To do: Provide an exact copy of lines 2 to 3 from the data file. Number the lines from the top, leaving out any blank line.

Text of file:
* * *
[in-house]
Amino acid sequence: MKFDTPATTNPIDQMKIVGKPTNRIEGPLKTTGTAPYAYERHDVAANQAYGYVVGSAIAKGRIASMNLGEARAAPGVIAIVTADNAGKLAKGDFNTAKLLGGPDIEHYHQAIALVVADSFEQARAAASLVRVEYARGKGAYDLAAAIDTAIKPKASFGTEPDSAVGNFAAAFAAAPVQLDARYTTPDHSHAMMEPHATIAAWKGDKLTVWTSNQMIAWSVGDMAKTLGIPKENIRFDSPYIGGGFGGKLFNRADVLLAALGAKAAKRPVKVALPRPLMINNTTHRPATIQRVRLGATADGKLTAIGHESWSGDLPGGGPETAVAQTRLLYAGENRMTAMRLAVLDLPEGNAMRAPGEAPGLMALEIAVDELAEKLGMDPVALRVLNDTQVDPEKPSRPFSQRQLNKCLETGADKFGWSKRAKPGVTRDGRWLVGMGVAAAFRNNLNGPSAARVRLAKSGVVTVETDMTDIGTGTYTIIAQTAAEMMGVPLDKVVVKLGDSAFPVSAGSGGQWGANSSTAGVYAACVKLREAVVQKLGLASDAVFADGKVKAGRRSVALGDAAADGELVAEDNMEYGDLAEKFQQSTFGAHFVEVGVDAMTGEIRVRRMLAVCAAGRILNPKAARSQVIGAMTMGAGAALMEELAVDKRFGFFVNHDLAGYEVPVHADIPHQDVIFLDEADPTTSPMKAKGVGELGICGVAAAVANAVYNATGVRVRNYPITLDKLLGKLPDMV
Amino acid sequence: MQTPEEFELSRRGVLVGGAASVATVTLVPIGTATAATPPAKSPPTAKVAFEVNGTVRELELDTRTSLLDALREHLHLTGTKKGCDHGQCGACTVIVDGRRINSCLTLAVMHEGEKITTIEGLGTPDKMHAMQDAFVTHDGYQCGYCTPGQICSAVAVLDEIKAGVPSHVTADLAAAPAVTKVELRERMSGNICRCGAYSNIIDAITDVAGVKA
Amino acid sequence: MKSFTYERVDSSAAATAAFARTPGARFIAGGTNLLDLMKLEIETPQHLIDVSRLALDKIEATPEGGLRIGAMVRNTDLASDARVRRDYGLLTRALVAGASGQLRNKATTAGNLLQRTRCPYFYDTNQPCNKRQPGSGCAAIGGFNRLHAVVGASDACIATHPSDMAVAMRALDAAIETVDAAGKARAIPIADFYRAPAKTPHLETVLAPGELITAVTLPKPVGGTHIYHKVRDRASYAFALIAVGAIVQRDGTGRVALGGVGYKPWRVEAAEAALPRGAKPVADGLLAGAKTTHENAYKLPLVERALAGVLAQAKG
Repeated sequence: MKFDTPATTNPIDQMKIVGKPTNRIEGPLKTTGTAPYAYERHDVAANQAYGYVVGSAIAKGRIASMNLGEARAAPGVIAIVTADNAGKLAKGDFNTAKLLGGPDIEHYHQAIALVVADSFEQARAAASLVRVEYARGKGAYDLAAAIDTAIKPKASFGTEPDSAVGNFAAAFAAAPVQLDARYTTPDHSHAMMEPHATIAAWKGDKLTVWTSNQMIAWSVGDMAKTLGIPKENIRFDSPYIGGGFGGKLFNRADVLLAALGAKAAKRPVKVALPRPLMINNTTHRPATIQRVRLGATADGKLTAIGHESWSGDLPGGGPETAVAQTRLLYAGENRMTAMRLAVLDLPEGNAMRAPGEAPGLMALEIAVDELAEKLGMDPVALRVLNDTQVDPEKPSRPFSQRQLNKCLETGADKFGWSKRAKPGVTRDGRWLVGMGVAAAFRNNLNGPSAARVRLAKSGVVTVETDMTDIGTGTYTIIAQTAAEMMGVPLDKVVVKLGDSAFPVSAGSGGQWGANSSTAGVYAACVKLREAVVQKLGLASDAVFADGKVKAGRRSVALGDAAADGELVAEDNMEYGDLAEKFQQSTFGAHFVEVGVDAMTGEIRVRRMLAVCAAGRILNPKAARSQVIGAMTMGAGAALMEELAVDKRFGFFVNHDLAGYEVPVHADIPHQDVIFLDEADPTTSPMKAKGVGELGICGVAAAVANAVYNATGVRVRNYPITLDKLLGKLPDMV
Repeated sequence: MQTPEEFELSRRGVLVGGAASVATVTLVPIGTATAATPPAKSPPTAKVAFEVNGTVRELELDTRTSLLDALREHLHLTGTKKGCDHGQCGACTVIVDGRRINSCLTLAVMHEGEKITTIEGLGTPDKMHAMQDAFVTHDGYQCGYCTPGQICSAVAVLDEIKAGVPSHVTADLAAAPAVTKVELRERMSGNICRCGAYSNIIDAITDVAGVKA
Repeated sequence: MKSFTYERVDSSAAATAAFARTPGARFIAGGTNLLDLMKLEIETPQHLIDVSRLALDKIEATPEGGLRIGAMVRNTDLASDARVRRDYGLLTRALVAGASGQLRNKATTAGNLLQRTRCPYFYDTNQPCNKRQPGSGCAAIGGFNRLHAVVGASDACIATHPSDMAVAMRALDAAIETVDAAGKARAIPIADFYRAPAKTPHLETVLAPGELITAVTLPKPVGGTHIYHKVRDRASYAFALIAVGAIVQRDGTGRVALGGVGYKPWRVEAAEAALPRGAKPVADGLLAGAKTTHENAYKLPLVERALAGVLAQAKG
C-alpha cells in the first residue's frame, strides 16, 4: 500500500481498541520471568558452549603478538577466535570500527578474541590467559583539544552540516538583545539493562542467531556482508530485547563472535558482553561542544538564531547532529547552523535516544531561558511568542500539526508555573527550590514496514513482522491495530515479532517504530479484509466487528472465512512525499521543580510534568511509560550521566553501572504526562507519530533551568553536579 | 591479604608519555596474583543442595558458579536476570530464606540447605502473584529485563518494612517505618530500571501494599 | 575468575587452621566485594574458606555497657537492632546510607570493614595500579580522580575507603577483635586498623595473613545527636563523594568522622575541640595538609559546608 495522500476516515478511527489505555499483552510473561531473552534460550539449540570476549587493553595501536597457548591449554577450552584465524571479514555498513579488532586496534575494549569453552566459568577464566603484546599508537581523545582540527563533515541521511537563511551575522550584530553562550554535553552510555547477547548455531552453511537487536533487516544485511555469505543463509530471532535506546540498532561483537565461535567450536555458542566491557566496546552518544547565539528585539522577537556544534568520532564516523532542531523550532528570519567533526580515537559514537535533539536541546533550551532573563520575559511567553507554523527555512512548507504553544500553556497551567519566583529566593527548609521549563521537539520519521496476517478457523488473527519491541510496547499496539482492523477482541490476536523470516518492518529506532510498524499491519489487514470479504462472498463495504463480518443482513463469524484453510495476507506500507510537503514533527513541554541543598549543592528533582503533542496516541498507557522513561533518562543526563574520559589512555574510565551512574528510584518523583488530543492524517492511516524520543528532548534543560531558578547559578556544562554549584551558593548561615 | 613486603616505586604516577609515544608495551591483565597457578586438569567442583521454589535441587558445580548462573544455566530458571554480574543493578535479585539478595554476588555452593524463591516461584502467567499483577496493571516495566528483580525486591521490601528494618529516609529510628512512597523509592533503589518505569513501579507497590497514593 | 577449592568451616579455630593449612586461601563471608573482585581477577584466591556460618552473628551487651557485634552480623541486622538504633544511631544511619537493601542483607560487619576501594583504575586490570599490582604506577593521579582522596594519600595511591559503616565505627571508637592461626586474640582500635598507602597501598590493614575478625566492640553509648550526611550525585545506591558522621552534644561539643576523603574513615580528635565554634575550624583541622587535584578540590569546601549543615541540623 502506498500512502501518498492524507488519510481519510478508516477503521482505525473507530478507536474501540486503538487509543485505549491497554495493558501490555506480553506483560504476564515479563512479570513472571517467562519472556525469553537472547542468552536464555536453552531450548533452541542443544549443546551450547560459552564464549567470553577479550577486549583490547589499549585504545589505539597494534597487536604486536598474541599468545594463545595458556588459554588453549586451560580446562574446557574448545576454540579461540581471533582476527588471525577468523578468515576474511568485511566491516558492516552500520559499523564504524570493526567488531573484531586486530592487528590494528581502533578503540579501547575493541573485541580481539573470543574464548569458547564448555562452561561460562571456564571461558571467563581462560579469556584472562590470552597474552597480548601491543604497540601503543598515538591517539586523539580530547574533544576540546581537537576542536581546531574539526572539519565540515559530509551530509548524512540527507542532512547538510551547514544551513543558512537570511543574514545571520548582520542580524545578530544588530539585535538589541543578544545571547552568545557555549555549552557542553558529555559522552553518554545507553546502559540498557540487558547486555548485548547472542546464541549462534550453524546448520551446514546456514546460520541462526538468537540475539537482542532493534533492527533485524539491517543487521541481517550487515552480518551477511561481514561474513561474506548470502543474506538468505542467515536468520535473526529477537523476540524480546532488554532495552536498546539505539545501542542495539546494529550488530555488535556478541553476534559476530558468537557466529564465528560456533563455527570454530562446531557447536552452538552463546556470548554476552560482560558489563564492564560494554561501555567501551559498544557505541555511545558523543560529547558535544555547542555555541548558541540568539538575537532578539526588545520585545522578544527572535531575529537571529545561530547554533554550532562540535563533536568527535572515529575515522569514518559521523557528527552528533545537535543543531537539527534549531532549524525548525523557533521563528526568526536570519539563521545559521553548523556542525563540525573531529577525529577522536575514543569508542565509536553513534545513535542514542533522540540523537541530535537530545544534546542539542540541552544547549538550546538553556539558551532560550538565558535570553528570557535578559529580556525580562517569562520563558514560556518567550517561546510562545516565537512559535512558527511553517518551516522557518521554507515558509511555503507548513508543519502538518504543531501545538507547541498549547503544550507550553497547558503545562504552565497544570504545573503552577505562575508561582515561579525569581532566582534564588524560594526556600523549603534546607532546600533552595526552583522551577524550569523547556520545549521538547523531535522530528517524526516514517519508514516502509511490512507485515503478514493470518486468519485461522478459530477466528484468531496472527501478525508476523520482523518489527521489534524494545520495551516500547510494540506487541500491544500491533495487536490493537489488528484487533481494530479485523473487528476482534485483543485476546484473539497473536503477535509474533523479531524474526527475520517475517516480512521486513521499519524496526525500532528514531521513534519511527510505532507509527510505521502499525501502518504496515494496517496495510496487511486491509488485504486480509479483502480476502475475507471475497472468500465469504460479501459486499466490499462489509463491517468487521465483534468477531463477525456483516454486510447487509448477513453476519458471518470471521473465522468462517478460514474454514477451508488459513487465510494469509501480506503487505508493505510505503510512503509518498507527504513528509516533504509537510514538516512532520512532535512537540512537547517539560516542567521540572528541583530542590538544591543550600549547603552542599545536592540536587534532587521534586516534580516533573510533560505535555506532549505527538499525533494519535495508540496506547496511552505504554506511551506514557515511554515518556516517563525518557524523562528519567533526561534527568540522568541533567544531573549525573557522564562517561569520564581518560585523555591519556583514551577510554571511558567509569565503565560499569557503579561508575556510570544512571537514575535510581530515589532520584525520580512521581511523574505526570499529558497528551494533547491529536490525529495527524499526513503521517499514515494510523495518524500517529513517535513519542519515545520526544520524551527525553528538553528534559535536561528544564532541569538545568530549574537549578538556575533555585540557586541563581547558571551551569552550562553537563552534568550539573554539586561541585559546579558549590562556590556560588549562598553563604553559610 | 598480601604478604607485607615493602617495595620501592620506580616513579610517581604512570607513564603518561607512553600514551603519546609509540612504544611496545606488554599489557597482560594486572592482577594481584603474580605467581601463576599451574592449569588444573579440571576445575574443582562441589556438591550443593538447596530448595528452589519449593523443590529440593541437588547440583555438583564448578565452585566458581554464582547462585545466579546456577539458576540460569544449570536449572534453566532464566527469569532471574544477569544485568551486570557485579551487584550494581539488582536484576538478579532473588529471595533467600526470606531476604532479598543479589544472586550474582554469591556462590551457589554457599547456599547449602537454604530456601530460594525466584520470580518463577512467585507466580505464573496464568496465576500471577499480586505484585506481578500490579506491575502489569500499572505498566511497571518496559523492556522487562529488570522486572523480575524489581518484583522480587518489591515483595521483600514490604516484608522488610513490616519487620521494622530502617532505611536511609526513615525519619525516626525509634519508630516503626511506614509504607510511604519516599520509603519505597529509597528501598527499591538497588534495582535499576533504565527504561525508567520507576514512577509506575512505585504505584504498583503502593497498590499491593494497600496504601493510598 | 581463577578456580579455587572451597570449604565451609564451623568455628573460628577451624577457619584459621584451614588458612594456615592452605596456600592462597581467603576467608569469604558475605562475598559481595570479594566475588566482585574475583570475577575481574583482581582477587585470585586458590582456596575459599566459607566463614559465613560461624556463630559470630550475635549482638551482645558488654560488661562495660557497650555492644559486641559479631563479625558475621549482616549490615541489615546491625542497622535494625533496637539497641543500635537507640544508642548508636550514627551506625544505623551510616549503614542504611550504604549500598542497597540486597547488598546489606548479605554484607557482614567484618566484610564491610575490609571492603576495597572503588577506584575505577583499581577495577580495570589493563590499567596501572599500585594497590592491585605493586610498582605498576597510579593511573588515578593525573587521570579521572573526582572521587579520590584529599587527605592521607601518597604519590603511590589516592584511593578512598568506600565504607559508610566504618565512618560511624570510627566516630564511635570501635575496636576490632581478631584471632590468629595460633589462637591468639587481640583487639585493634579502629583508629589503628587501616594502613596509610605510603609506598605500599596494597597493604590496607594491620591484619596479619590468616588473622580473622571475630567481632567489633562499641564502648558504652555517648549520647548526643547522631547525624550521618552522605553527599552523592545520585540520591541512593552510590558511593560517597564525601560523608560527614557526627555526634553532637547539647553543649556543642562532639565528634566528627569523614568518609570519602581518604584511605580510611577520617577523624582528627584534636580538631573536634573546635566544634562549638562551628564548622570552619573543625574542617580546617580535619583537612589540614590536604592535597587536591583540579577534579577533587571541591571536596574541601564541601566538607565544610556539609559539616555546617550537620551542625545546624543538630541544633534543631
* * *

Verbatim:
Amino acid sequence: MKFDTPATTNPIDQMKIVGKPTNRIEGPLKTTGTAPYAYERHDVAANQAYGYVVGSAIAKGRIASMNLGEARAAPGVIAIVTADNAGKLAKGDFNTAKLLGGPDIEHYHQAIALVVADSFEQARAAASLVRVEYARGKGAYDLAAAIDTAIKPKASFGTEPDSAVGNFAAAFAAAPVQLDARYTTPDHSHAMMEPHATIAAWKGDKLTVWTSNQMIAWSVGDMAKTLGIPKENIRFDSPYIGGGFGGKLFNRADVLLAALGAKAAKRPVKVALPRPLMINNTTHRPATIQRVRLGATADGKLTAIGHESWSGDLPGGGPETAVAQTRLLYAGENRMTAMRLAVLDLPEGNAMRAPGEAPGLMALEIAVDELAEKLGMDPVALRVLNDTQVDPEKPSRPFSQRQLNKCLETGADKFGWSKRAKPGVTRDGRWLVGMGVAAAFRNNLNGPSAARVRLAKSGVVTVETDMTDIGTGTYTIIAQTAAEMMGVPLDKVVVKLGDSAFPVSAGSGGQWGANSSTAGVYAACVKLREAVVQKLGLASDAVFADGKVKAGRRSVALGDAAADGELVAEDNMEYGDLAEKFQQSTFGAHFVEVGVDAMTGEIRVRRMLAVCAAGRILNPKAARSQVIGAMTMGAGAALMEELAVDKRFGFFVNHDLAGYEVPVHADIPHQDVIFLDEADPTTSPMKAKGVGELGICGVAAAVANAVYNATGVRVRNYPITLDKLLGKLPDMV
Amino acid sequence: MQTPEEFELSRRGVLVGGAASVATVTLVPIGTATAATPPAKSPPTAKVAFEVNGTVRELELDTRTSLLDALREHLHLTGTKKGCDHGQCGACTVIVDGRRINSCLTLAVMHEGEKITTIEGLGTPDKMHAMQDAFVTHDGYQCGYCTPGQICSAVAVLDEIKAGVPSHVTADLAAAPAVTKVELRERMSGNICRCGAYSNIIDAITDVAGVKA